Santa & money

Did you know that children as young as 3 years old can grasp money and financial concepts like saving and spending?

Did you know that what we see and hear about money when we are very young children stays with us for the rest of our life?

Research suggests that our money, spending and saving habits are formed by the time we are aged 7. Parents, carers and family members are the number one influence on children’s financial behaviours.

Some people call this time in a young child’s life the Santa Claus Stage. The Santa Claus Stage is a time in life, normally up to the age of 8 years old, when children believe almost everything that their parents, carers, close family members, school teachers – and even the TV and movies – tell them. What all this really means is that if you tell your young kids – or that they hear you say – that money is evil or that money causes arguments then your children will spend the rest of their life unconsciously thinking that money is bad and creates problems.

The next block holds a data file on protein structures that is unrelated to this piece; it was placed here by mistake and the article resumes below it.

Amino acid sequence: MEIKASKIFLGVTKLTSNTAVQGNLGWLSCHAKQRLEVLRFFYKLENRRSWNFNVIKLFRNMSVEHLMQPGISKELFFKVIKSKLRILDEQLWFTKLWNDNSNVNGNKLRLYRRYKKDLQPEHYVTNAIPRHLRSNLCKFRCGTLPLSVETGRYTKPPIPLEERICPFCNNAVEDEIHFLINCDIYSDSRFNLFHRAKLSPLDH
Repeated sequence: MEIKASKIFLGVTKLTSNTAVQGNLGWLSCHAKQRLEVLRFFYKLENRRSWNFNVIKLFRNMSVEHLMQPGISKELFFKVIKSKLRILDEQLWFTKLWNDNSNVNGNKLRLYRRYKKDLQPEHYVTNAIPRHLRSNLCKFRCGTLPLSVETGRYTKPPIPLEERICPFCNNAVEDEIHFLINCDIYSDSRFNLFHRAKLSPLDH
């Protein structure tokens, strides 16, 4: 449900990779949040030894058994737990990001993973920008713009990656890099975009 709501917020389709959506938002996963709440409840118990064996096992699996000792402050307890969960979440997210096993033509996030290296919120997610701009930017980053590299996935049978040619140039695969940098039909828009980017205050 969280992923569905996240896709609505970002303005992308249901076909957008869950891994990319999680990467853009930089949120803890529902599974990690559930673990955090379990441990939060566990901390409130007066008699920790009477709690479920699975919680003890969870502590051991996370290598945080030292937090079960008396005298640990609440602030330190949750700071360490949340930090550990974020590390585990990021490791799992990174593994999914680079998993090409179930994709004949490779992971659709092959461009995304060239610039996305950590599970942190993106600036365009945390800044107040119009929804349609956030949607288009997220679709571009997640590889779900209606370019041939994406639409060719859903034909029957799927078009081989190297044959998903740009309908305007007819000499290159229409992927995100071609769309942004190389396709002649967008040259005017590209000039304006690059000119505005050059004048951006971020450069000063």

What thoughts and feelings about money do you remember from your parents, grandparents and TV from when you were a young child?

Money is the number one thing that most couples and families argue and fight about. Money, debt, shopping and overspending is a biggest source of tension in most modern households. Especially as 33% of Australian households are living pay-cheque to pay-cheque. Aussie’s no longer have a saving money mentality, our spending is driven by the desire to live in the moment and to portray the lifestyle we think we should have and our “buy now, pay later, you deserve it’ thinking, which now has millions of us trapped in debt.

How do you talk about money with your partner?

What are your children learning about saving money from you?

How do you talk about spending money at home?